2.3 Baroque and Classicism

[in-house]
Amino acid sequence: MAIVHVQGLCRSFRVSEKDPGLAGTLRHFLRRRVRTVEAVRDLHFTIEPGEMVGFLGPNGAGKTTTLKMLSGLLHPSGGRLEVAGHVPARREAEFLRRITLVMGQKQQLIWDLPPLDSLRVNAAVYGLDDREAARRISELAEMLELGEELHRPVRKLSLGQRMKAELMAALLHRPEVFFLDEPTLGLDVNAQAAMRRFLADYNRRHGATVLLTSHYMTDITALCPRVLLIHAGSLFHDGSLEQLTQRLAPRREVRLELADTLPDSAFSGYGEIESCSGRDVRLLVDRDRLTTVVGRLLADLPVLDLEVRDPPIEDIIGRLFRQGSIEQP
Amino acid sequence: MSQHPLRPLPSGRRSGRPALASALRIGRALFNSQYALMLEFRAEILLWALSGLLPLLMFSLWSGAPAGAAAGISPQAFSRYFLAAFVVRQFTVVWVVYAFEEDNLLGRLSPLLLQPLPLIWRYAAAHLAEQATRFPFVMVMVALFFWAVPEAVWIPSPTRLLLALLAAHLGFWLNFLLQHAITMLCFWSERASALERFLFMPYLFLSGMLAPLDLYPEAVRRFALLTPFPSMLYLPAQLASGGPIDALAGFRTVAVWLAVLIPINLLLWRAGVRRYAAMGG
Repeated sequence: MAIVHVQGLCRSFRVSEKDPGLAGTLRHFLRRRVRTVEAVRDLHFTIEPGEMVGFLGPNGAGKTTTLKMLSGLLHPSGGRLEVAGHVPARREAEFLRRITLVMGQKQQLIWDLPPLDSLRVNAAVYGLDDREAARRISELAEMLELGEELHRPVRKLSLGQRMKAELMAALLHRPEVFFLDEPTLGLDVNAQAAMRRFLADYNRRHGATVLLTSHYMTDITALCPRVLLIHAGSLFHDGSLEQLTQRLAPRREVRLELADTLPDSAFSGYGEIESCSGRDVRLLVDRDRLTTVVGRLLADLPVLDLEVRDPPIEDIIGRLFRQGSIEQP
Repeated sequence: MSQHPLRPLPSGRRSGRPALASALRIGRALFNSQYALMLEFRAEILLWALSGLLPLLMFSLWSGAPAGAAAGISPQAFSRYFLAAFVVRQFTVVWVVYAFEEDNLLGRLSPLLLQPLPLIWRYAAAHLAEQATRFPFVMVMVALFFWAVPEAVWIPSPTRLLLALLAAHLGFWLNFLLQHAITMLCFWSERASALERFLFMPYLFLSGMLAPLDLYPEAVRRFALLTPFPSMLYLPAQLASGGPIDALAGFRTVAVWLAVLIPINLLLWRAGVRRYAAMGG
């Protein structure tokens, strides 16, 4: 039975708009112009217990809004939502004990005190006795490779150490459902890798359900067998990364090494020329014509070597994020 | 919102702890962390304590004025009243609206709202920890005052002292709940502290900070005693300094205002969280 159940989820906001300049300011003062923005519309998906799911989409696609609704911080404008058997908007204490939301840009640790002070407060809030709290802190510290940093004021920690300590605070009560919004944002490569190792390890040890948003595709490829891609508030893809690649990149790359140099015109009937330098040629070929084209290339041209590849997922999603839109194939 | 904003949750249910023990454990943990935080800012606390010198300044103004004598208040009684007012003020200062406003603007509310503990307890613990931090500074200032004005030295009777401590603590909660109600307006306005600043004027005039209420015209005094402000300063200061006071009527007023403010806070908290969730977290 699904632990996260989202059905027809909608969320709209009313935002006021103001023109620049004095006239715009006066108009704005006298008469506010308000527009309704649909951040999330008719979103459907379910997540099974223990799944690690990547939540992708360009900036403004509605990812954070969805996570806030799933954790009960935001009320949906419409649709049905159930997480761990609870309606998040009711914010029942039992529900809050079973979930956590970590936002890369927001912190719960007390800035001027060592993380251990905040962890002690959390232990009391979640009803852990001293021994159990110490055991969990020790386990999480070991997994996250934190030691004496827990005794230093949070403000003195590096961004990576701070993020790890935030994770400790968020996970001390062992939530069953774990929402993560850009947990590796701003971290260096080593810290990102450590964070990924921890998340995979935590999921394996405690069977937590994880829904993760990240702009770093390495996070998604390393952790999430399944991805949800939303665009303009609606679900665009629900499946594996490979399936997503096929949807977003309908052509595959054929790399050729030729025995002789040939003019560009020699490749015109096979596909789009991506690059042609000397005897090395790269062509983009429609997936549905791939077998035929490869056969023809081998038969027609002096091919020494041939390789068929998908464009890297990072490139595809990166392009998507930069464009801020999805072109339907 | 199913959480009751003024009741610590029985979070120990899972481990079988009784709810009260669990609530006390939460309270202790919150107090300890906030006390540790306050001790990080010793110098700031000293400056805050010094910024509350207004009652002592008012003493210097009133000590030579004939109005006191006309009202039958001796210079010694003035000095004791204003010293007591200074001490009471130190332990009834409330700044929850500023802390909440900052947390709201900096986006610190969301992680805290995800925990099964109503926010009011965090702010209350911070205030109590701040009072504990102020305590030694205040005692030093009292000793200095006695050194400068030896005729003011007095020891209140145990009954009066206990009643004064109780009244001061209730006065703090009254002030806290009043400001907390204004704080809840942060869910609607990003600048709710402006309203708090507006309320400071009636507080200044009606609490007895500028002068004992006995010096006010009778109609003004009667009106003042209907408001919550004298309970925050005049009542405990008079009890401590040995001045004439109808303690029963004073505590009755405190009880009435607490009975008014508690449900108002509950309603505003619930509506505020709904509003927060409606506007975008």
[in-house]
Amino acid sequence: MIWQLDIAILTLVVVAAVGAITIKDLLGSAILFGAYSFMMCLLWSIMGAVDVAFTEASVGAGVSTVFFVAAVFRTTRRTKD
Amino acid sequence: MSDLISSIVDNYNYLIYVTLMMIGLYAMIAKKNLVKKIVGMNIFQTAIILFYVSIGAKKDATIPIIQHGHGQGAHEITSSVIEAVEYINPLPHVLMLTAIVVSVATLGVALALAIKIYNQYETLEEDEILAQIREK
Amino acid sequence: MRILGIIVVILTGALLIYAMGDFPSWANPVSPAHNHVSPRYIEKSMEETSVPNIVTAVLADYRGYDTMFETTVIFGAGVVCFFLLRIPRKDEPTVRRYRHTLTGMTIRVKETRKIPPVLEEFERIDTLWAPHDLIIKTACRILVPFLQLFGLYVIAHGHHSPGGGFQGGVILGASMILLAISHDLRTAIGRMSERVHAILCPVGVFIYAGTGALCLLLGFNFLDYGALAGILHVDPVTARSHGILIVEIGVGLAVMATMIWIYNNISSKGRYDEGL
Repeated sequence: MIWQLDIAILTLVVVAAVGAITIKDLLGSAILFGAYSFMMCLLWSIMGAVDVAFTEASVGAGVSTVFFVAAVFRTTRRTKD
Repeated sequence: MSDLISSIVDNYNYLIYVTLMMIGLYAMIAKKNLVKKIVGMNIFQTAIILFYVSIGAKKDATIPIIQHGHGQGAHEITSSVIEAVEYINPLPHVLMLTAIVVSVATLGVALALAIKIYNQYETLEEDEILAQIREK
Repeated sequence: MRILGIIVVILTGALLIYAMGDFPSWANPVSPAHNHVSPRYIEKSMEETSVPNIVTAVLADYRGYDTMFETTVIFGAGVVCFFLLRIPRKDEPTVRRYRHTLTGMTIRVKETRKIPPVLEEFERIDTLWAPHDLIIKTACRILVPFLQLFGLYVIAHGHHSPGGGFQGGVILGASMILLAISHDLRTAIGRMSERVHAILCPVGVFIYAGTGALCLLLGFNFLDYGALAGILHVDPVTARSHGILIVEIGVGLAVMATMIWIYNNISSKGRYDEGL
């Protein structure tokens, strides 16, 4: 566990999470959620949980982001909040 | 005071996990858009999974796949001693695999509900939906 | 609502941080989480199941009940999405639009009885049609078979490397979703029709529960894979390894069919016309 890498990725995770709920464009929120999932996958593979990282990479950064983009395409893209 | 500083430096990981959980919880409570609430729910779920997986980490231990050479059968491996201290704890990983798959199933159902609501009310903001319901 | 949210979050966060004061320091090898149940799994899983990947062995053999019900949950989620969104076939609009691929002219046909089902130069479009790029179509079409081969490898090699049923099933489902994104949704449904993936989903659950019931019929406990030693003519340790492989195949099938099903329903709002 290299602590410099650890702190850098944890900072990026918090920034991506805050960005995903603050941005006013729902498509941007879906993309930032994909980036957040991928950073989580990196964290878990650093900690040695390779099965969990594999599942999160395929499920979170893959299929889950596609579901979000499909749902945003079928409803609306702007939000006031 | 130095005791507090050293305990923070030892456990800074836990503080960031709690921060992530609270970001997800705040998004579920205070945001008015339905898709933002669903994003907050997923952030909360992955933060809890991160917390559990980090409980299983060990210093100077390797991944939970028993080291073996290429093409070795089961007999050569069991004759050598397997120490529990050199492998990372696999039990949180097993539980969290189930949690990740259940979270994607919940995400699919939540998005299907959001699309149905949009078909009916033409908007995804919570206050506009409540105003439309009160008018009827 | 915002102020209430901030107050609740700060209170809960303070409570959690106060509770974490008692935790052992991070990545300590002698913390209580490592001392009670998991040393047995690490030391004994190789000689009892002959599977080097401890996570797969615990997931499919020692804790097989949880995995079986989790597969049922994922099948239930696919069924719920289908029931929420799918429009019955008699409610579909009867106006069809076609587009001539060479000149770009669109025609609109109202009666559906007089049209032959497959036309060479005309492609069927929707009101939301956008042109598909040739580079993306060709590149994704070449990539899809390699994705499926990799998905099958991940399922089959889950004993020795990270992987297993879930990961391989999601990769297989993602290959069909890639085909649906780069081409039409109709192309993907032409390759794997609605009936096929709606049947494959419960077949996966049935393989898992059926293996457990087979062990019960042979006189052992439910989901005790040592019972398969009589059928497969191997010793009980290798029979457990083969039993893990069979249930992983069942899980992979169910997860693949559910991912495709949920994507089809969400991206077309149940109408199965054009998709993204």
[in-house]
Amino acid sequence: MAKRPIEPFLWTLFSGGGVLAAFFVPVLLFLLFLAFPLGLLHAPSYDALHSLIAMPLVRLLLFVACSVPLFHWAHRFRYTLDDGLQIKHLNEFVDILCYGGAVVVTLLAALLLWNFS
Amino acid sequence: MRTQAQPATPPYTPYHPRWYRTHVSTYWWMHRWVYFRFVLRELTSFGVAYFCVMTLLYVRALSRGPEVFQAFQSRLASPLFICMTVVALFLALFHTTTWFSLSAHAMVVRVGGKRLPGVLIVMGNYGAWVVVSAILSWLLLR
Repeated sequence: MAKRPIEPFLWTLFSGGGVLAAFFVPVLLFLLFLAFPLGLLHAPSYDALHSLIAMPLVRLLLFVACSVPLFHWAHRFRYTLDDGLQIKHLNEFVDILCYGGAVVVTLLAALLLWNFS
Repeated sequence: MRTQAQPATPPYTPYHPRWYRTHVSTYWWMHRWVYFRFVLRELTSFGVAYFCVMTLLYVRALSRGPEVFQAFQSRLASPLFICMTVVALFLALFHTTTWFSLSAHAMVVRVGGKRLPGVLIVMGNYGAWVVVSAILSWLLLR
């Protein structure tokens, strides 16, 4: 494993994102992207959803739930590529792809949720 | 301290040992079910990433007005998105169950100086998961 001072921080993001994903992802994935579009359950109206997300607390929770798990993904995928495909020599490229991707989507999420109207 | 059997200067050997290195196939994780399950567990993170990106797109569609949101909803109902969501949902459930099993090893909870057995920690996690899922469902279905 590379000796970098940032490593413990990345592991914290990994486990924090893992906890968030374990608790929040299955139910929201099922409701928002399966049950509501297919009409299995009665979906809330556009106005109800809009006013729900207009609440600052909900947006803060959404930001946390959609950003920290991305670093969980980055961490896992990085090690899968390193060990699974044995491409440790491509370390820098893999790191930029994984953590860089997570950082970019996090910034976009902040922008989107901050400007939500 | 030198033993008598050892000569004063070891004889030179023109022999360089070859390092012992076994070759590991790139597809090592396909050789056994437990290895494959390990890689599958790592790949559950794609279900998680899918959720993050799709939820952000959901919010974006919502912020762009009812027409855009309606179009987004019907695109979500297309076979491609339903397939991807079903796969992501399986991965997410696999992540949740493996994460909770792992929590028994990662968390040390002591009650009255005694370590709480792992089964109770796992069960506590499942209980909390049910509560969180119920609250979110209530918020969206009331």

to this day. Karolina herself authored several preserved manuscripts in German and French, including short French contemplations on history and philosophy and an essay on love. Other women from the salons created occasional works of fiction as well (Cerman 2012, 388; cf. Montet 1904).